There are two films being released this Friday. Mirror Mirror starring Julia Roberts, and clearly the underdog film, a documentary called Bully already causing huge controversy over the “R” rating the Motion Picture Association of America slapped on it. The Weinstein company are releasing it without rating in response, since the very teen audience the film is meant to target would not be allowed to see it without a parent otherwise.
It was the second week of first grade. I was a shy girl, who already stood much taller than anyone else, giving the kids plenty of fodder to ridicule me with – “hey, Jolly Green Giant”, “hey Amazon woman.” I was so relieved to finally make a friend when one of my classmates invited me over to her house to play after school. We soared as high as we could on the swings in her backyard, giggling and talking about all of our favorite things. Not long after her older sister and a friend joined us. They didn’t say much – just stared at me, until the sister’s friend said “you’re Jewish aren’t you?”
I was six, I didn’t really know there were any differences between religions, let alone the hatred of prejudice. I naively answered “yes, I think so.” The next day I was walking home from school alone when the two older girls jumped me, my knees stinging as they scraped the pavement, calling me a “dirty Jew you killed Christ – you killed Jesus” as they continued to kick and hit me. Tears streaming down my face, sobbing so hard I could barely iterate “I don’t know anyone called Jesus, and I would never kill anyone!” As a car came down the street, they ran off, and I limped home feeling ashamed of a phantom crime. Haunted by the incident for life.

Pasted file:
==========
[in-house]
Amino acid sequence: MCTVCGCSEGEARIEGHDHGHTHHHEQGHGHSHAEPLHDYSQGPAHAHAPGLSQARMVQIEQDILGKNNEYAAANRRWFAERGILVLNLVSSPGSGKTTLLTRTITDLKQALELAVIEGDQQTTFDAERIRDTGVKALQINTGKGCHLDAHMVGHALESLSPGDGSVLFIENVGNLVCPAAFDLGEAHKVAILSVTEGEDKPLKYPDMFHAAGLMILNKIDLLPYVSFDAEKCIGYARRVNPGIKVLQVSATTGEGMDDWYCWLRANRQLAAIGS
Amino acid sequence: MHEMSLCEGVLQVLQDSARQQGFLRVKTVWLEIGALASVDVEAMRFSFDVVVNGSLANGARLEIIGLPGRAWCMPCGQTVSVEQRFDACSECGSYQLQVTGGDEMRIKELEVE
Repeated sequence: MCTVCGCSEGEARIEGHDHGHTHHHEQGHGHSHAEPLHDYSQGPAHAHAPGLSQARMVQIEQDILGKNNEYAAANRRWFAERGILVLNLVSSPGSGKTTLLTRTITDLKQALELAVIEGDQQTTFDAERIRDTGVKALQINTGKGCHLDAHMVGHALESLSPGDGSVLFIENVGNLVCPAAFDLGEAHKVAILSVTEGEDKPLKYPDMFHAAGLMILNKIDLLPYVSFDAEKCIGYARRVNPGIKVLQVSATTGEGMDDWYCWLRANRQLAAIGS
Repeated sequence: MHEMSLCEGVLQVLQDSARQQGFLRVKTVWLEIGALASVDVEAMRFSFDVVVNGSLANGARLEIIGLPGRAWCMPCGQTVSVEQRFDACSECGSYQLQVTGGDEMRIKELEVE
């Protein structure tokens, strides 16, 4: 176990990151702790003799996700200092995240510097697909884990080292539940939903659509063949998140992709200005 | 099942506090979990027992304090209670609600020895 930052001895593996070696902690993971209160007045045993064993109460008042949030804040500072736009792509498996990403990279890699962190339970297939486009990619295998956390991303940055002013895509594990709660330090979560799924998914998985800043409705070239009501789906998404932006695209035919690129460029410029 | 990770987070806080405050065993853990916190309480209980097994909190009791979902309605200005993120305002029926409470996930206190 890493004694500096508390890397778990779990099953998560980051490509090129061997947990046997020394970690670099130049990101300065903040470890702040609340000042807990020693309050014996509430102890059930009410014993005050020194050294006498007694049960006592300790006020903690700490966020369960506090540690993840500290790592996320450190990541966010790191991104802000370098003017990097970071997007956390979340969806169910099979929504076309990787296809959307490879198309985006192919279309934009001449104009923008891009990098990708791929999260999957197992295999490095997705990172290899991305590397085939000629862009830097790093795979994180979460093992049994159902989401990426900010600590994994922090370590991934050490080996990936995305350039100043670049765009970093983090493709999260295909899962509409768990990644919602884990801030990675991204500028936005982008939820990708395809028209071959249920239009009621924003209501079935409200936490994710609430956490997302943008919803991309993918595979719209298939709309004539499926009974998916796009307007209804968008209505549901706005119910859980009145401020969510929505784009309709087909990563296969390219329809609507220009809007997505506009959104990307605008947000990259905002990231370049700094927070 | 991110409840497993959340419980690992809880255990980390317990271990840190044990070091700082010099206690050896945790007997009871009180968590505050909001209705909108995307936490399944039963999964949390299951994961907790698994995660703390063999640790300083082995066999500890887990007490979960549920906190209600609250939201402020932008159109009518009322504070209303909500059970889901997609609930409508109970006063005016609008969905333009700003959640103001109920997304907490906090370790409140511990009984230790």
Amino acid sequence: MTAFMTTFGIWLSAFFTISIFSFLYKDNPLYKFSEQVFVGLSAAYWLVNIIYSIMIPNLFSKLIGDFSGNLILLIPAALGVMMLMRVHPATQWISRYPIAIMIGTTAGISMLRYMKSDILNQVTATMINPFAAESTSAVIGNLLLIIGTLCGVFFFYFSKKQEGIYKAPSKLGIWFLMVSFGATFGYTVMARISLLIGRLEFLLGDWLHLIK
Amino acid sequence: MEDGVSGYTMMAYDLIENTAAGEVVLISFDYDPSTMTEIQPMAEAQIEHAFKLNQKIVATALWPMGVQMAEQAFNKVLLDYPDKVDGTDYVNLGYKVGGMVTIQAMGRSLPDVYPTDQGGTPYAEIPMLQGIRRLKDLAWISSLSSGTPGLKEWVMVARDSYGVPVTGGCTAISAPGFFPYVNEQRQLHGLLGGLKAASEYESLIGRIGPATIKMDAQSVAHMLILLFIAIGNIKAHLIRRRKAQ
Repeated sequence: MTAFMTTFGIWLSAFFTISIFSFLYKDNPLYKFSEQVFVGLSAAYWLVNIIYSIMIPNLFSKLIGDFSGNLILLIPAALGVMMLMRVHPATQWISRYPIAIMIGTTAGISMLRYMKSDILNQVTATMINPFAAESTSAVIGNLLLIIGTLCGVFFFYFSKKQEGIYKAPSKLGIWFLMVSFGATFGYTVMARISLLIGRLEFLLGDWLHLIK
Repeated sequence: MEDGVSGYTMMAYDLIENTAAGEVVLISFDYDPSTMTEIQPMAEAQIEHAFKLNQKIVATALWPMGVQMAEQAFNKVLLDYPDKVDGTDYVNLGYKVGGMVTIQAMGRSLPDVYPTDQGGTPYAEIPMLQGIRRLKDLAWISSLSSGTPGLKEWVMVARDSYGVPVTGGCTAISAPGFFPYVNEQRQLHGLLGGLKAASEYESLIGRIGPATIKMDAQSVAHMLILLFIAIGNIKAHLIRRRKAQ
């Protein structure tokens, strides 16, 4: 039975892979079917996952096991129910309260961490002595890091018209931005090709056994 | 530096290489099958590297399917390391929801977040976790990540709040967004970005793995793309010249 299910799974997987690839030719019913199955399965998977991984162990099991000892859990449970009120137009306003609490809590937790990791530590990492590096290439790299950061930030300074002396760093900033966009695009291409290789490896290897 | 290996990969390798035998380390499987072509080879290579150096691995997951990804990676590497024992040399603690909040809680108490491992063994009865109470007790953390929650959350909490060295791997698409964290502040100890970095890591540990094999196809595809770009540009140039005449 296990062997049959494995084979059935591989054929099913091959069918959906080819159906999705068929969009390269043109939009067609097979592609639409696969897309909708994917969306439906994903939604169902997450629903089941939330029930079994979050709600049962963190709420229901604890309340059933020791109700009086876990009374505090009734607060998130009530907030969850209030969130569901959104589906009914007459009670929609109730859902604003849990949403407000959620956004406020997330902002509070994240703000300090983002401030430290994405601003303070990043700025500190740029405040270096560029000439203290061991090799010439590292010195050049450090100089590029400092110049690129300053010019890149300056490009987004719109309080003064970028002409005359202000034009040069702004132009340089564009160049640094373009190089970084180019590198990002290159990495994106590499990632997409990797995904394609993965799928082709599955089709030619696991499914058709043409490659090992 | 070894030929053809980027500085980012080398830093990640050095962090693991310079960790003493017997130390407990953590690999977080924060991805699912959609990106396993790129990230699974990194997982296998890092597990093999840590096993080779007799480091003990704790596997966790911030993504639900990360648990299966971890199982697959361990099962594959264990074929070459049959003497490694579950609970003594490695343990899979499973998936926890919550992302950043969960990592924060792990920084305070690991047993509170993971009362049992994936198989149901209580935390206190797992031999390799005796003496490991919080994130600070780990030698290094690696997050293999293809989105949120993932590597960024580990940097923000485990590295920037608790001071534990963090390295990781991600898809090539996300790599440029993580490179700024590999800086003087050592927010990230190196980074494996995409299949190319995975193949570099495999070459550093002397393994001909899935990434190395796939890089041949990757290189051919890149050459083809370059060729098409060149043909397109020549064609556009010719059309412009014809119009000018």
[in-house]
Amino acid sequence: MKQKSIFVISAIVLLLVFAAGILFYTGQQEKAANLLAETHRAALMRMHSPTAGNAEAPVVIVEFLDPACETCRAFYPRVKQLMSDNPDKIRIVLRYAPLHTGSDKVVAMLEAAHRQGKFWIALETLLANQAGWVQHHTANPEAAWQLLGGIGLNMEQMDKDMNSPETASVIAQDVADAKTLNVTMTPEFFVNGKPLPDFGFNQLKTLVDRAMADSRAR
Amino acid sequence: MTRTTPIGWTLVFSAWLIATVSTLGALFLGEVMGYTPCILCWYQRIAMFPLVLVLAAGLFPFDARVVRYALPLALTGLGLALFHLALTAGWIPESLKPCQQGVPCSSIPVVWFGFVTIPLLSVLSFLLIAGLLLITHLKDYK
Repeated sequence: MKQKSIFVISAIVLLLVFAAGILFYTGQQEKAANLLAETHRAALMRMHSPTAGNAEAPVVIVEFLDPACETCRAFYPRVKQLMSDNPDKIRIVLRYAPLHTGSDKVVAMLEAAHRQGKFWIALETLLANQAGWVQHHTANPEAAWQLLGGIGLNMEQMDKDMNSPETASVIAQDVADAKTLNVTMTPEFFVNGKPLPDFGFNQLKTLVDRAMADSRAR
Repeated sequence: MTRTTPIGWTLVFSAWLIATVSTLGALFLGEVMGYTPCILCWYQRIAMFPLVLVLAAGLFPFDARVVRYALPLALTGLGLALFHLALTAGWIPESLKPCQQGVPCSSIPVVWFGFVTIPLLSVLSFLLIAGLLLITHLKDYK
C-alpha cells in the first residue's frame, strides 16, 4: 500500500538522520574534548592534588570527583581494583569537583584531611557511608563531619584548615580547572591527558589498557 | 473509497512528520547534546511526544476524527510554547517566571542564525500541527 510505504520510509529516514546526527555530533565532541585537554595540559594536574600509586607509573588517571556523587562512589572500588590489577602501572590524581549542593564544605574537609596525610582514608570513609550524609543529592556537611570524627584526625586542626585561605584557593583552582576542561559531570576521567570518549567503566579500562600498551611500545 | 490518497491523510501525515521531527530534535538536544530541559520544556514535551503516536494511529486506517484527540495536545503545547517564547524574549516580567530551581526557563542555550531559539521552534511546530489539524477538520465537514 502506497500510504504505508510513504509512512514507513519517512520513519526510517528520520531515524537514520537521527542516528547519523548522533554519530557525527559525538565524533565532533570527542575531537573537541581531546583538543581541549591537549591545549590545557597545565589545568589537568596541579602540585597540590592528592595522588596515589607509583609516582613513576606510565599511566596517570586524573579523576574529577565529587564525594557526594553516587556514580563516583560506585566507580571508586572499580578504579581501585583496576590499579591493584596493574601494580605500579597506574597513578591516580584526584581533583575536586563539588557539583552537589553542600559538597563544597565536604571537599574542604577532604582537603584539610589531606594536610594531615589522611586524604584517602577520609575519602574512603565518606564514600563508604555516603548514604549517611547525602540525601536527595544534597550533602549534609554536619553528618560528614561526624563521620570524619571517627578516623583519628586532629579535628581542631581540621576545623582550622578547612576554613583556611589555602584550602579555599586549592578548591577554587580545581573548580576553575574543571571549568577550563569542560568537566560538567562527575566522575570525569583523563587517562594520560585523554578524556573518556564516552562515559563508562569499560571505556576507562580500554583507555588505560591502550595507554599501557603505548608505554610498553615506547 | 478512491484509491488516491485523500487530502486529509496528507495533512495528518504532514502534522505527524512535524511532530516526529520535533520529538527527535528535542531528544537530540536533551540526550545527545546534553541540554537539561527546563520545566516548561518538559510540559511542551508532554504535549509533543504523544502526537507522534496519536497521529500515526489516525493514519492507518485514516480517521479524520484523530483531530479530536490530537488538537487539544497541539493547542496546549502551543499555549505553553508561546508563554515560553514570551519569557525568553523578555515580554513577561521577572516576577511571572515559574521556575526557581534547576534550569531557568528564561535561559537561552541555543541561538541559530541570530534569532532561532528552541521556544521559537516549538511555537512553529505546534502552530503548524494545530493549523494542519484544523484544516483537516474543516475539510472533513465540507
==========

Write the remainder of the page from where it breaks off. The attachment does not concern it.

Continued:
I was lucky, I used my height, which also caused endless unkind remarks, coupled with a talent for acting fierce to make the kids afraid of me. No one ever jumped me again. That autumn afternoon changed me, and led me to a depth of understanding about what motivates people from a very early age. I’ve been fighting for the underdog ever since – deliberately befriending any other kid I saw bullied.
But what if you’re not tall, and don’t know how to put on a convincing front? What if you have to endure that terrifying behavior on a daily basis, and what if the adults in your world do nothing about it to protect you? Thirteen million children are bullied in the United States alone, and we are turning a blind eye to the abuse they endure. Abuse so painful it would eventually drive an 11 year old boy to suicide, and sadly he is not alone.
Regardless of rating or lack there of, I would actually urge parents to go see Bully with their children (teens included) anyway, and start the dialogue that needs to happen to bring about change. So look into the mirror and ask “mirror mirror on the wall, whose the fairest of them all?” It doesn’t matter if your children are being bullied, neutral, or doing the bullying – we all need our eyes opened, and to start taking responsibility. I say “bravo Harvey” for championing this film, and I hope all of you will see it.